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Harvard Proposed a New Definition of Consent. Some Advocates Say its Wording is Flawed.

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When Harvard released a set of proposed changes to its sexual harassment, non-discrimination, and anti-bullying policies two weeks ago, a new definition of consent was one of the key changes.

The new policies, if adopted by the University’s highest governing board, would define consent as an “active, mutual agreement” — a stark departure from the University’s current policies, which require only “agreement, assent, approval, or permission” through words or actions.

But two weeks into an open comment period in which affiliates are invited to give feedback on the proposed policies, some have taken issue with the word “active” in the new definition.

The proposed changes are the product of a set of working groups convened by University Provost Alan M. Garber ’76 in January 2021 that sought to assess Harvard’s interim Title IX and sexual misconduct policies and draft new anti-bullying and non-discrimination procedures.

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Some student advocates on campus welcomed the proposal as a step in the right direction but said the school should adopt a standard of “affirmative” — not “active” — consent.

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Our Harvard Can Do Better, an anti-sexual assault advocacy organization, said in a statement the “language within the definition is unclear and troublesome.”

“Our concern is that ‘active,’ while it may make intuitive sense to people for a model of healthy sexual interaction, does not have as clear a definition as affirmative,” William M. Sutton ’23, an organizer for Our Harvard Can Do Better, wrote in a follow-up email. “Specifically, we’re concerned about the term’s reversibility. ‘Not affirmative’ means communicating ‘no’ through words or actions, while the meaning of ‘not active/inactive’ is less clear.”

But Brett A. Sokolow, the president of the Association of Title IX Administrators, said the wording change would make little substantive difference. The dispute over “active” and “affirmative” consent, he said, creates “a false juxtaposition.”

“If you already have a consent-based policy — and you just revised the consent-based policy — then your consent-based policy is already affirmative,” he said.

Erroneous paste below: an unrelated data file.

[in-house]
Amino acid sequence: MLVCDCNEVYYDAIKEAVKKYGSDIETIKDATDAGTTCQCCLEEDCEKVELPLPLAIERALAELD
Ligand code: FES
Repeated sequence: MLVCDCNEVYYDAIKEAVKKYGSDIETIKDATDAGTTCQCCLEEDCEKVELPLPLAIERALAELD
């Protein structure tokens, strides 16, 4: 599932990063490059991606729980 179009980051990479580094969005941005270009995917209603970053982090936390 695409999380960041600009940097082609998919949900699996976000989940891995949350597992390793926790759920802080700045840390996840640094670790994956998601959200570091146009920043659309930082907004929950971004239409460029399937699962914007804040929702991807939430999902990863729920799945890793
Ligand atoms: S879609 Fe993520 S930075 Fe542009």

“I don’t object to it, but I just don’t think it’s necessary, because [affirmative] is a modifier that already is baked in,” Sokolow added.

The proposed definition of consent also includes a new provision stating that “consent is not voluntary if it is obtained by coercion,” defining coercion as conduct “that would reasonably place a person in fear of immediate harm, and that is employed to compel someone to engage in sexual activity.”

Max G. Ehrenfreund, a History of Science Ph.D. candidate who served as a member of the working group on interim Title IX and other sexual misconduct policies, said the coercion definition is “too narrowly defined.”

“Forms of sexual misconduct that obviously violate the spirit of this policy would have to be regarded as acceptable by the University,” he said.

Ehrenfreund also took issue with the proposed definition of quid pro quo harassment, which only encompasses Harvard employees as currently written. The policy, he said, would not apply to students who may hold leadership positions in extracurricular organizations, but are not employed by the University.

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Some affiliates also criticized the draft policies on discrimination and bullying for being too constrained.

Researcher Kelsey M. Tyssowski, a member of the anti-bullying working group, said she hoped to see the policies elaborate more on informal conflict resolution given that many affiliates who allege misconduct do not file formal complaints.

Bailey A. Plaman, a Chemical Biology graduate student who serves as a co-chair of the graduate student union’s Feminist Working Group, said she was “disappointed” to see the anti-bullying and non-discrimination policies modeled off of Harvard’s interim Title IX policies, which are required to meet federal regulations. The union has long argued Harvard’s policies for sexual harassment and misconduct are opaque and ineffective.

Harvard put in place interim Title IX policies in August 2020 after the Trump administration rewrote federal guidelines. The Biden administration has signaled that it will soon roll back the Trump-era changes, leaving individual schools’ policies in flux.

“A lot of the reasons the policies are the way they are, at least Harvard argues, is because of Title IX law — but anti-bullying and non-discrimination are not subject to Title IX,” Plaman said.

Harvard affiliates will be able to comment on the proposed policies through September.

“The University welcomes robust dialogue and conversation around all aspects of these proposed policies to continue to shape how they are finalized,” University spokesperson Jonathan L. Swain said in a statement.

—Staff writer Cara J. Chang can be reached at cara.chang@thecrimson.com. Follow her on Twitter @CaraChang20.

—Staff writer Isabella B. Cho can be reached at isabella.cho@thecrimson.com. Follow her on Twitter @izbcho.

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